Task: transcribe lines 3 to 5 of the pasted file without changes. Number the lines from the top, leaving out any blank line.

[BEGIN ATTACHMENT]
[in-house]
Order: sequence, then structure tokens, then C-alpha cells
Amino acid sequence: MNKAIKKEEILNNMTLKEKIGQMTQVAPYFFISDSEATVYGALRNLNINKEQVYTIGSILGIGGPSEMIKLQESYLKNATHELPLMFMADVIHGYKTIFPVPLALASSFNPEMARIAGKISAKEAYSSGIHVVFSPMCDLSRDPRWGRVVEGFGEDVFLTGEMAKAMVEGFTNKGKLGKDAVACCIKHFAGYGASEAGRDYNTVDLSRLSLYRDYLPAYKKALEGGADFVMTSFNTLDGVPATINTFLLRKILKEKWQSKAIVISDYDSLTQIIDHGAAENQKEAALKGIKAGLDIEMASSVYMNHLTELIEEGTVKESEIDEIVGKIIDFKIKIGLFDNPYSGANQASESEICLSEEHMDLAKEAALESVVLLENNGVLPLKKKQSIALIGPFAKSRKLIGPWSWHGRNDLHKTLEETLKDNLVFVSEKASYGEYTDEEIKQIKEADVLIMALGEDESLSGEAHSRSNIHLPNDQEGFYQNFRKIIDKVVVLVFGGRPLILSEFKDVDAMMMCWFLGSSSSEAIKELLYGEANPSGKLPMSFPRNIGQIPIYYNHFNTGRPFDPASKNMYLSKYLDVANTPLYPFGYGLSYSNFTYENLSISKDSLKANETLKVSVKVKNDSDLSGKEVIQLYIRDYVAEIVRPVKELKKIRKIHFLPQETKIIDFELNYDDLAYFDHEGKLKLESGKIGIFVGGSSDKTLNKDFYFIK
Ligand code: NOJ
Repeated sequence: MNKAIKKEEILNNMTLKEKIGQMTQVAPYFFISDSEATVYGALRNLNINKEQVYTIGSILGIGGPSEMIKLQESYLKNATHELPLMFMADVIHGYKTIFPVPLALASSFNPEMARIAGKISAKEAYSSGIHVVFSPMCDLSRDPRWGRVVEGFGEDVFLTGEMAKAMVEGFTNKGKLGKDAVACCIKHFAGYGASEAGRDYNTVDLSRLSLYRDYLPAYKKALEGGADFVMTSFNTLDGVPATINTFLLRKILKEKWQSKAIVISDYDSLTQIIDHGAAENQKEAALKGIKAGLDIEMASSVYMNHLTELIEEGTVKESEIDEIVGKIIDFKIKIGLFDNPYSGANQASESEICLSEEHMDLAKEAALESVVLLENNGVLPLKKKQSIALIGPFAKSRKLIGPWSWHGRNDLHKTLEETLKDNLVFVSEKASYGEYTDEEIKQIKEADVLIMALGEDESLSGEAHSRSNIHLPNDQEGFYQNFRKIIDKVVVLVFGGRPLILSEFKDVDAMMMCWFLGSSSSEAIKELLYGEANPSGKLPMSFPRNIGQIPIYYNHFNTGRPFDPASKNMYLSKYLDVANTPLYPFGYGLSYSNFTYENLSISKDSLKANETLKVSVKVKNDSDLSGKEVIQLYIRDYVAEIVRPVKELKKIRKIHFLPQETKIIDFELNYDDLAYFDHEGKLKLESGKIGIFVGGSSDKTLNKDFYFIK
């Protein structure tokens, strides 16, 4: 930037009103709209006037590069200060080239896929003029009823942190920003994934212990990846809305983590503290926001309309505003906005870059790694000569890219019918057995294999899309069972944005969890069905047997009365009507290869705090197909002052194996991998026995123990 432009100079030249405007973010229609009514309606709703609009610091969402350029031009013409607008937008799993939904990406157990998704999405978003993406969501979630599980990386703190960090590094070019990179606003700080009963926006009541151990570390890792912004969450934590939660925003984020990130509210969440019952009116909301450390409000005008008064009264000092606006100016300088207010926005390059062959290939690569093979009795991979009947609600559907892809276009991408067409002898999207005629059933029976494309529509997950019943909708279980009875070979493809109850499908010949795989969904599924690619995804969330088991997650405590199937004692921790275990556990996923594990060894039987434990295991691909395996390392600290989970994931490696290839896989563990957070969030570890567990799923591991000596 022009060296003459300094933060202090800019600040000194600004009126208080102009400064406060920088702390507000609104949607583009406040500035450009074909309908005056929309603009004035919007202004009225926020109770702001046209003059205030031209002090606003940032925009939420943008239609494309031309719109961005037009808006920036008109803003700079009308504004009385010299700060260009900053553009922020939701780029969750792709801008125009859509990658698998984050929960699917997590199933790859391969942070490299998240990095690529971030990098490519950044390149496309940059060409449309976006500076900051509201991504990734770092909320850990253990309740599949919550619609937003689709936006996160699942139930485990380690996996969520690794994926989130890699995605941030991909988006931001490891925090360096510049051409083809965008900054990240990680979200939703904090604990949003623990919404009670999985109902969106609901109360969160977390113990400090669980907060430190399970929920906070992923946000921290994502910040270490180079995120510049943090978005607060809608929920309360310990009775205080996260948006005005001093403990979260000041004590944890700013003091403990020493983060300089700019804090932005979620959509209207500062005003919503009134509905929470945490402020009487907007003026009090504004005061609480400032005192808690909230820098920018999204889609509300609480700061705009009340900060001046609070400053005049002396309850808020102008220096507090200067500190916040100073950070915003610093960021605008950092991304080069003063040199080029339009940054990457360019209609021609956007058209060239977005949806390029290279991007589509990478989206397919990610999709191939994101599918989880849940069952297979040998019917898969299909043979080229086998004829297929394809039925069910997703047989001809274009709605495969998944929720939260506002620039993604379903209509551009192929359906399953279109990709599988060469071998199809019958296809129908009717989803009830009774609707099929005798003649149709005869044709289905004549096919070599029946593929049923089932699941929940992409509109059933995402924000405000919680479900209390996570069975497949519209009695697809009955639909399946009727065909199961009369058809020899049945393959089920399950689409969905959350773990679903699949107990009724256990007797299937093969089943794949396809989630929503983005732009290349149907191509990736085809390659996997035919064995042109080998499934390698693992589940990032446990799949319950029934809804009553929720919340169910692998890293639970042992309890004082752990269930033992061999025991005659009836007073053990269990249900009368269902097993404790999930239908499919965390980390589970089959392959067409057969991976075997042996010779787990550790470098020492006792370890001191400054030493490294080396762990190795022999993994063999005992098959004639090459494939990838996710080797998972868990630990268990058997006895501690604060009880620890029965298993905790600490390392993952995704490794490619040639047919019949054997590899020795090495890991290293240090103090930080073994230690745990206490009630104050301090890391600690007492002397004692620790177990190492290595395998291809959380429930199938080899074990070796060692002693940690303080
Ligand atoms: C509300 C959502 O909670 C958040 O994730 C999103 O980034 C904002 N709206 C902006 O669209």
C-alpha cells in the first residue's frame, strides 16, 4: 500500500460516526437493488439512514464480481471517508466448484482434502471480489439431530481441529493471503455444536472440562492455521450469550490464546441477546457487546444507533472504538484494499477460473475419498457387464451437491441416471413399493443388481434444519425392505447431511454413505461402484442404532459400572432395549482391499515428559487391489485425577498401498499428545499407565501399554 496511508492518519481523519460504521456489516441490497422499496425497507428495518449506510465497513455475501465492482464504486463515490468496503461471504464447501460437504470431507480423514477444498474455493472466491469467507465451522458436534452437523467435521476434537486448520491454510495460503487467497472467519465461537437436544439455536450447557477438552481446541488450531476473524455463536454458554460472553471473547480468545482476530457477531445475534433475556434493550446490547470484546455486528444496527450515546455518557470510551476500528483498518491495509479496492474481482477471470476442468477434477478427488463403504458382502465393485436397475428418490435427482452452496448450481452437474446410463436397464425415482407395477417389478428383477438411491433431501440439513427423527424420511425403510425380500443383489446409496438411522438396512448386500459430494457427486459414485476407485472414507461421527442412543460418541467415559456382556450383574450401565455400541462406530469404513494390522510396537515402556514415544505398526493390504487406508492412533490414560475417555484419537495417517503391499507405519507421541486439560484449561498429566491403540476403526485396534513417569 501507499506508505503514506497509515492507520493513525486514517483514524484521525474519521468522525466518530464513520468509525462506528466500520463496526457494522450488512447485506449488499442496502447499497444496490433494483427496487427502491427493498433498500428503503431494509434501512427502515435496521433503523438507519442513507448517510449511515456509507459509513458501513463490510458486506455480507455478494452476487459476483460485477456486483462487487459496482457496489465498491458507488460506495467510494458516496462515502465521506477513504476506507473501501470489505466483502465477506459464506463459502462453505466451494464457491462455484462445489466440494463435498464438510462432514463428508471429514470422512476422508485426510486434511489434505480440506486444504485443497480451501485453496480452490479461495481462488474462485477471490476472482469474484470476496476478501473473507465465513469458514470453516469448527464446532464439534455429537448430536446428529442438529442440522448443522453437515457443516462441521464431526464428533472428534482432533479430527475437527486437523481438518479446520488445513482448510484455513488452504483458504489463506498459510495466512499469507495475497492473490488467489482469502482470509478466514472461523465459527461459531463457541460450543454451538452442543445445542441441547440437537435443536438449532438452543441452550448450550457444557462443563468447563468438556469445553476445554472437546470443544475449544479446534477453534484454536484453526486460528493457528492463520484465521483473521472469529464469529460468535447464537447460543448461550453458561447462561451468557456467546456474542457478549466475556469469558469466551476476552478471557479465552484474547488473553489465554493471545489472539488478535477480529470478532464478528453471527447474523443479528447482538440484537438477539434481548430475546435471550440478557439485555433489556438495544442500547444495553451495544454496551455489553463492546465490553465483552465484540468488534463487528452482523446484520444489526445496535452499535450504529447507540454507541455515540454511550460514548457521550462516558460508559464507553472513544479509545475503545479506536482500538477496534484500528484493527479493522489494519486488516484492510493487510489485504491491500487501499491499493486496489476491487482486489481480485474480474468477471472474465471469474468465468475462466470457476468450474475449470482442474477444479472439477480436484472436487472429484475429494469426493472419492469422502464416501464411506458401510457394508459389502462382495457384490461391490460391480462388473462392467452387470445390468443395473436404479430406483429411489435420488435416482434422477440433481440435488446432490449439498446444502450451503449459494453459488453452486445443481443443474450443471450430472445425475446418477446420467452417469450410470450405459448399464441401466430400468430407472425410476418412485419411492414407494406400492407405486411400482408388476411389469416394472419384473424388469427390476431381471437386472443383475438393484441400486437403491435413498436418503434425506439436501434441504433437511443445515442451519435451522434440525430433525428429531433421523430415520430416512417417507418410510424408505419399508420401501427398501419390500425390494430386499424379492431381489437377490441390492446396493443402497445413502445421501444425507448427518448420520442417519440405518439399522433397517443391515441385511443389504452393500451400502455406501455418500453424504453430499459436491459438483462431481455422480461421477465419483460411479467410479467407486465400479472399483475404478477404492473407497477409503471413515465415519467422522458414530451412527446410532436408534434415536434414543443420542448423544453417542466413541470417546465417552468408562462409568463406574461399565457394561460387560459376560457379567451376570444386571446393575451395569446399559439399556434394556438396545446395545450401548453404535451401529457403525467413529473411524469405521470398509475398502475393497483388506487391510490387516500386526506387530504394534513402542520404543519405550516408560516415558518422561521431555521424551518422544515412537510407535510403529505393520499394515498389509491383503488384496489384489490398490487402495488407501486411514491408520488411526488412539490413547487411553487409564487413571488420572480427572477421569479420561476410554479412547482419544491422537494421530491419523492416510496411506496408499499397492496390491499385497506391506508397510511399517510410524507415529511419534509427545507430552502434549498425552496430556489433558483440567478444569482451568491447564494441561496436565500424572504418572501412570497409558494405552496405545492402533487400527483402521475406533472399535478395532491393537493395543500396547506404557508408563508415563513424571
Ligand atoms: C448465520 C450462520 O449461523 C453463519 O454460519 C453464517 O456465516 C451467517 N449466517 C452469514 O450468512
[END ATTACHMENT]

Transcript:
Amino acid sequence: MNKAIKKEEILNNMTLKEKIGQMTQVAPYFFISDSEATVYGALRNLNINKEQVYTIGSILGIGGPSEMIKLQESYLKNATHELPLMFMADVIHGYKTIFPVPLALASSFNPEMARIAGKISAKEAYSSGIHVVFSPMCDLSRDPRWGRVVEGFGEDVFLTGEMAKAMVEGFTNKGKLGKDAVACCIKHFAGYGASEAGRDYNTVDLSRLSLYRDYLPAYKKALEGGADFVMTSFNTLDGVPATINTFLLRKILKEKWQSKAIVISDYDSLTQIIDHGAAENQKEAALKGIKAGLDIEMASSVYMNHLTELIEEGTVKESEIDEIVGKIIDFKIKIGLFDNPYSGANQASESEICLSEEHMDLAKEAALESVVLLENNGVLPLKKKQSIALIGPFAKSRKLIGPWSWHGRNDLHKTLEETLKDNLVFVSEKASYGEYTDEEIKQIKEADVLIMALGEDESLSGEAHSRSNIHLPNDQEGFYQNFRKIIDKVVVLVFGGRPLILSEFKDVDAMMMCWFLGSSSSEAIKELLYGEANPSGKLPMSFPRNIGQIPIYYNHFNTGRPFDPASKNMYLSKYLDVANTPLYPFGYGLSYSNFTYENLSISKDSLKANETLKVSVKVKNDSDLSGKEVIQLYIRDYVAEIVRPVKELKKIRKIHFLPQETKIIDFELNYDDLAYFDHEGKLKLESGKIGIFVGGSSDKTLNKDFYFIK
Ligand code: NOJ
Repeated sequence: MNKAIKKEEILNNMTLKEKIGQMTQVAPYFFISDSEATVYGALRNLNINKEQVYTIGSILGIGGPSEMIKLQESYLKNATHELPLMFMADVIHGYKTIFPVPLALASSFNPEMARIAGKISAKEAYSSGIHVVFSPMCDLSRDPRWGRVVEGFGEDVFLTGEMAKAMVEGFTNKGKLGKDAVACCIKHFAGYGASEAGRDYNTVDLSRLSLYRDYLPAYKKALEGGADFVMTSFNTLDGVPATINTFLLRKILKEKWQSKAIVISDYDSLTQIIDHGAAENQKEAALKGIKAGLDIEMASSVYMNHLTELIEEGTVKESEIDEIVGKIIDFKIKIGLFDNPYSGANQASESEICLSEEHMDLAKEAALESVVLLENNGVLPLKKKQSIALIGPFAKSRKLIGPWSWHGRNDLHKTLEETLKDNLVFVSEKASYGEYTDEEIKQIKEADVLIMALGEDESLSGEAHSRSNIHLPNDQEGFYQNFRKIIDKVVVLVFGGRPLILSEFKDVDAMMMCWFLGSSSSEAIKELLYGEANPSGKLPMSFPRNIGQIPIYYNHFNTGRPFDPASKNMYLSKYLDVANTPLYPFGYGLSYSNFTYENLSISKDSLKANETLKVSVKVKNDSDLSGKEVIQLYIRDYVAEIVRPVKELKKIRKIHFLPQETKIIDFELNYDDLAYFDHEGKLKLESGKIGIFVGGSSDKTLNKDFYFIK